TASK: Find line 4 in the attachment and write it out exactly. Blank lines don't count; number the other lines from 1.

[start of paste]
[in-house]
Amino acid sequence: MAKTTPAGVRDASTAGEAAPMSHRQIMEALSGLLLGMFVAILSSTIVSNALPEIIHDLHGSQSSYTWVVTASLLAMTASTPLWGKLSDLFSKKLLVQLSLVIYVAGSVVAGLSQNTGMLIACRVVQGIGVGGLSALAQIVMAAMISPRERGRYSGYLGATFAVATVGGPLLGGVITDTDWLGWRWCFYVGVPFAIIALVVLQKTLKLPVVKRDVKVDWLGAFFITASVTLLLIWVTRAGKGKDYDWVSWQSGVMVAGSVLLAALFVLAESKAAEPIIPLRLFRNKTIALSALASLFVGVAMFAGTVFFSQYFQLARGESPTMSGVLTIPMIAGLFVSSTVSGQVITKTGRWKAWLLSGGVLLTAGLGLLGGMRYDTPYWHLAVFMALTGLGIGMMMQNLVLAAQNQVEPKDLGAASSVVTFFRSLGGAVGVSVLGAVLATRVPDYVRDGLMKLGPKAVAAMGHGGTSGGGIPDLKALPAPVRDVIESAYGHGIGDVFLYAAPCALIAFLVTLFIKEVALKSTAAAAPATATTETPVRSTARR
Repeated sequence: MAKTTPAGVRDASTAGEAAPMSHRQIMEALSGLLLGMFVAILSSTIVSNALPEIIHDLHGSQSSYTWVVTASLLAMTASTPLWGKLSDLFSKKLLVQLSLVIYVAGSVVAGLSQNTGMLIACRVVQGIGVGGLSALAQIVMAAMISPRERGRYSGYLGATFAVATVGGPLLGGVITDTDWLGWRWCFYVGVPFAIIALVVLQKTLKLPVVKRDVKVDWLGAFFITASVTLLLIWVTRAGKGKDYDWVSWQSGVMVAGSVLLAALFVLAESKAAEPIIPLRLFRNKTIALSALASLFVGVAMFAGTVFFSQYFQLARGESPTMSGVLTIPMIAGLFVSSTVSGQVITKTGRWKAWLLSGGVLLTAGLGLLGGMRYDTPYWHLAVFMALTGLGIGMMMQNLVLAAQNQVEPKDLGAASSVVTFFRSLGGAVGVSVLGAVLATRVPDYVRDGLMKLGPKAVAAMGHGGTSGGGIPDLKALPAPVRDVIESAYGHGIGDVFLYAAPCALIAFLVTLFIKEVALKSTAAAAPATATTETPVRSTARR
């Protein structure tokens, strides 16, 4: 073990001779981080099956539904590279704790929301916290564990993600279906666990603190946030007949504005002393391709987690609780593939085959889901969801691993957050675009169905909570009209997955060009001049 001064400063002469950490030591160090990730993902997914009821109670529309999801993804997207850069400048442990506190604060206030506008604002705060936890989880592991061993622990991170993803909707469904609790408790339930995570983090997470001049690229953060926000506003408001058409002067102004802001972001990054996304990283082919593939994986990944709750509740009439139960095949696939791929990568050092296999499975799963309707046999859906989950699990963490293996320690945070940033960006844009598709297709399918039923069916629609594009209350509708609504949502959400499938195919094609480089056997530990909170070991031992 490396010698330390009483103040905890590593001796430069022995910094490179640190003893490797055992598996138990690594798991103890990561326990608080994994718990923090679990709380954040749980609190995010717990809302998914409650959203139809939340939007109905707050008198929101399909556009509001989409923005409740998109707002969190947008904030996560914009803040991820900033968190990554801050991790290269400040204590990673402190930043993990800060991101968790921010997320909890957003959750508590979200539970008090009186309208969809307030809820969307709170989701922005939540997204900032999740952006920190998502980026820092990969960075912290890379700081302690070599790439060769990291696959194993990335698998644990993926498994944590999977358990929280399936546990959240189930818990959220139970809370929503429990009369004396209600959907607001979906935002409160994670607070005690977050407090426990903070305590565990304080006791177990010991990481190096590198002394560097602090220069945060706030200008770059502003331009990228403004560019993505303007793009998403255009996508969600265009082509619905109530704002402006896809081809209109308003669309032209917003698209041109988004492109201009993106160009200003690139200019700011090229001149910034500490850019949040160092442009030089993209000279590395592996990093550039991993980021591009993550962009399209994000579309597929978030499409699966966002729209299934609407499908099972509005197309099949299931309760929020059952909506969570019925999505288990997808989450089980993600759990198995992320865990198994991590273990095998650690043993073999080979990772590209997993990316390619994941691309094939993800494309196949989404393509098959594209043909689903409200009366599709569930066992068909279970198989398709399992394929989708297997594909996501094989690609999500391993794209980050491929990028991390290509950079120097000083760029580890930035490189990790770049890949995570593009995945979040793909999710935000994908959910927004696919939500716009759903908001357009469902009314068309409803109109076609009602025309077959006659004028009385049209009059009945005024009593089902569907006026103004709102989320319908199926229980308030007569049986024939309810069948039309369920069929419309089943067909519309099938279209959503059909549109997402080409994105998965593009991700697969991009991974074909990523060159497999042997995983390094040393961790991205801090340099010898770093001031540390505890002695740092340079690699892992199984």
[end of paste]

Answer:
């Protein structure tokens, strides 16, 4: 073990001779981080099956539904590279704790929301916290564990993600279906666990603190946030007949504005002393391709987690609780593939085959889901969801691993957050675009169905909570009209997955060009001049 001064400063002469950490030591160090990730993902997914009821109670529309999801993804997207850069400048442990506190604060206030506008604002705060936890989880592991061993622990991170993803909707469904609790408790339930995570983090997470001049690229953060926000506003408001058409002067102004802001972001990054996304990283082919593939994986990944709750509740009439139960095949696939791929990568050092296999499975799963309707046999859906989950699990963490293996320690945070940033960006844009598709297709399918039923069916629609594009209350509708609504949502959400499938195919094609480089056997530990909170070991031992 490396010698330390009483103040905890590593001796430069022995910094490179640190003893490797055992598996138990690594798991103890990561326990608080994994718990923090679990709380954040749980609190995010717990809302998914409650959203139809939340939007109905707050008198929101399909556009509001989409923005409740998109707002969190947008904030996560914009803040991820900033968190990554801050991790290269400040204590990673402190930043993990800060991101968790921010997320909890957003959750508590979200539970008090009186309208969809307030809820969307709170989701922005939540997204900032999740952006920190998502980026820092990969960075912290890379700081302690070599790439060769990291696959194993990335698998644990993926498994944590999977358990929280399936546990959240189930818990959220139970809370929503429990009369004396209600959907607001979906935002409160994670607070005690977050407090426990903070305590565990304080006791177990010991990481190096590198002394560097602090220069945060706030200008770059502003331009990228403004560019993505303007793009998403255009996508969600265009082509619905109530704002402006896809081809209109308003669309032209917003698209041109988004492109201009993106160009200003690139200019700011090229001149910034500490850019949040160092442009030089993209000279590395592996990093550039991993980021591009993550962009399209994000579309597929978030499409699966966002729209299934609407499908099972509005197309099949299931309760929020059952909506969570019925999505288990997808989450089980993600759990198995992320865990198994991590273990095998650690043993073999080979990772590209997993990316390619994941691309094939993800494309196949989404393509098959594209043909689903409200009366599709569930066992068909279970198989398709399992394929989708297997594909996501094989690609999500391993794209980050491929990028991390290509950079120097000083760029580890930035490189990790770049890949995570593009995945979040793909999710935000994908959910927004696919939500716009759903908001357009469902009314068309409803109109076609009602025309077959006659004028009385049209009059009945005024009593089902569907006026103004709102989320319908199926229980308030007569049986024939309810069948039309369920069929419309089943067909519309099938279209959503059909549109997402080409994105998965593009991700697969991009991974074909990523060159497999042997995983390094040393961790991205801090340099010898770093001031540390505890002695740092340079690699892992199984």